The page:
I was listening to a song written about Kalpana Chakma called “O Kalpana jadi ai na hudu galay” (O Kalpana where are you? Come back soon).
But I wonder: Will she ever come back? If so, when?
I have never known Kalpana Chakma myself, and I don’t know much about her -- yet I can’t help but think about her. It’s been 20 years since her abduction.
Kalpana Chakma -- a fearless indigenous activist, who held the position of organising secretary of the Hill Women’s Federation, was abducted along with two of her brothers on June 1996 by Army forces 20 years ago, when she was only 23 years old.
They were blindfolded and their hands were tied. Despite being shot at, her brothers managed to escape. She was held at gunpoint by a military officer and two members of the Village Defense Party, and driven away.
Even after 20 years, we have to carry out demonstrations for her justice. Why? As far as I know, till now, 35 investigation officers have looked into the case, but still there is no substantive solution to the issue.
There have been many news reports in the last 20 years about Kalpana Chakma’s abduction, but there is still a lack of authentic and reliable results.
The day after Kalpana was taken, her brothers went to the army camp to search for her, but they were forced to leave, and, later, her family was pressured by the military to leave the village.
A protest, held two weeks after her abduction, demanding her release, saw agitators shot at.
Her brother Kalindi Kumar Chakma was able to identify their three captors by name and made sure that all possible information they could give was passed on to the police. This information, however, was ignored. Rumours floated stating that Kalpana was sighted in Tripura.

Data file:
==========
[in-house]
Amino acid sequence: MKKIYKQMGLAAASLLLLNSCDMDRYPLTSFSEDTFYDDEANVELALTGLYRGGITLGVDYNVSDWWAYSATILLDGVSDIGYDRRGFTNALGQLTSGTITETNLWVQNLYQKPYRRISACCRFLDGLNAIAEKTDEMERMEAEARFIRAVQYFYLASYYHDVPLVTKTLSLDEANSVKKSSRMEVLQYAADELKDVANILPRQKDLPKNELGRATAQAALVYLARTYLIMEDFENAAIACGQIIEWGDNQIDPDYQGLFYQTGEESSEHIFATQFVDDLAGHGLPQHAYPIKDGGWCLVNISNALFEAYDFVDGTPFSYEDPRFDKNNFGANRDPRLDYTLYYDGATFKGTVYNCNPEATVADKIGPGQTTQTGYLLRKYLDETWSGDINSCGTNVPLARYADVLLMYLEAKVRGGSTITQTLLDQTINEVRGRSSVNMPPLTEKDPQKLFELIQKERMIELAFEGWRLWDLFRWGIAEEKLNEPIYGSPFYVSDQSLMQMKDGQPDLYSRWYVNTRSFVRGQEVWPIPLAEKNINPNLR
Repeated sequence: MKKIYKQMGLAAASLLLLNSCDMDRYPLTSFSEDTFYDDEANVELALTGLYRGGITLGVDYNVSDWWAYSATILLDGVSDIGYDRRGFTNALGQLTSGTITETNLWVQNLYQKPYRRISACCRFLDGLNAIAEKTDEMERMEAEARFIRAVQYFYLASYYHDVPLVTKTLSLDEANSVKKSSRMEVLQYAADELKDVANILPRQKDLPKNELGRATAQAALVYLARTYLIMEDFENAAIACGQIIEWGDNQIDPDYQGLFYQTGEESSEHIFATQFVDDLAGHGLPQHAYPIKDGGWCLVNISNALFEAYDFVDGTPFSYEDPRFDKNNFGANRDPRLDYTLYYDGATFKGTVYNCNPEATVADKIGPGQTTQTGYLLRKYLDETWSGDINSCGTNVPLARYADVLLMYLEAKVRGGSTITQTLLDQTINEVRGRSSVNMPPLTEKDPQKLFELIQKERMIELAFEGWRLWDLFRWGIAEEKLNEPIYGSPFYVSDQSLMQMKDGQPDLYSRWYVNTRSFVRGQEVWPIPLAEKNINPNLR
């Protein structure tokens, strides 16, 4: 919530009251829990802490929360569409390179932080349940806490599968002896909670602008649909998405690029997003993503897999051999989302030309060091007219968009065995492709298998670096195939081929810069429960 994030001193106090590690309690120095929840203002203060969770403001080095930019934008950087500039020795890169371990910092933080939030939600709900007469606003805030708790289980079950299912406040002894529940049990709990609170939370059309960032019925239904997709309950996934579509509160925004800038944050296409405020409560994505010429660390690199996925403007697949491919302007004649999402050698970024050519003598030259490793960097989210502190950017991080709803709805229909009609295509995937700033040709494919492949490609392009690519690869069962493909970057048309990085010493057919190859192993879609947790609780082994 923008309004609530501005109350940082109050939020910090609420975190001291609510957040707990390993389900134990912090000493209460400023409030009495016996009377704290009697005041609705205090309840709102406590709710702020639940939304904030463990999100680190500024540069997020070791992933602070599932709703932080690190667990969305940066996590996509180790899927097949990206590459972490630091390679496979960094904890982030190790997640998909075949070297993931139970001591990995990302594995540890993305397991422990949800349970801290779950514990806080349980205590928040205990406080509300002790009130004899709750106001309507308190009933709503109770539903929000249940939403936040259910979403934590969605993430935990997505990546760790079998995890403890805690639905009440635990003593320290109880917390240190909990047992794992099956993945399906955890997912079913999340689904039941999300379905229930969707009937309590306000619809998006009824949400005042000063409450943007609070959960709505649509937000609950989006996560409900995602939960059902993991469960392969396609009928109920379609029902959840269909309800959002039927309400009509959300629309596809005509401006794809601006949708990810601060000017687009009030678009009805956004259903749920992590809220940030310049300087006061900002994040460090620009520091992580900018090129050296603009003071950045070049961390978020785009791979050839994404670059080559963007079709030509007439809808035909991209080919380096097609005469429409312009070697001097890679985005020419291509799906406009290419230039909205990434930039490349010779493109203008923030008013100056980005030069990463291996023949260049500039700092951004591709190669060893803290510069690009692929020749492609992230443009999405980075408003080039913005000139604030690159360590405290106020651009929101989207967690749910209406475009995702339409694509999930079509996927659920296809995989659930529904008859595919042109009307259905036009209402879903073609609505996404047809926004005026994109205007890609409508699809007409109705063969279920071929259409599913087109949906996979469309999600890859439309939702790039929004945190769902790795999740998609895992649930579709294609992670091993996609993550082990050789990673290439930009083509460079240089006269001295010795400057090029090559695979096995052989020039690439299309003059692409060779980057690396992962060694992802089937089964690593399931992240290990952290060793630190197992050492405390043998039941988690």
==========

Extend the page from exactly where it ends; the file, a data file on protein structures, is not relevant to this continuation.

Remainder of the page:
What was her fault that the military personnel felt the need to make her go away? Kalpana Chakma wanted to live with honour and dignity as a member of the Jumma people.
There are many -- from both indigenous and Bengali communities -- who keep her memory alive, through their protests, demonstrations, writing, and exhibitions at the national and international level, and through their own work against the systematic oppression of the Bangladesh government towards the indigenous Jumma people in the CHT.
Members of the Hill Women’s Federation, along with Kalpana’s brother, have yet to relent in their quest for the truth.
They have campaigned ever since, and, with the help of the courts and public support from around the world, they are still fighting for Kalpana’s justice.
The disappearance of Kalpana Chakma exemplifies how far we have yet to go before we can truly call ourselves as a democratic nation.
And so, the best laid plans of those who silenced her on June 12, 1996 really have come to nothing.
Hers is the legacy of a 23-year-old whose courage to challenge the Bangladeshi military was no less than the courage of those who fought for the Bengali language in 1952, those who fought for independence in 1971, and those who have battled to reclaim democracy in Bangladesh over and over again.
But Kalpana’s case is not unique. The Jumma people of the CHT face a number of challenges in obtaining justice. Like Sabita Chakma, Tuma Ching Marma was raped and murdered, but no proper justice has prevailed, and also many other indigenous women in different parts of the country have faced the same problems.
No, we have not forgotten her. She was an indigenous Jumma activist and a women’s rights activist.
She was someone’s daughter and sister. Her name was Kalpana Chakma.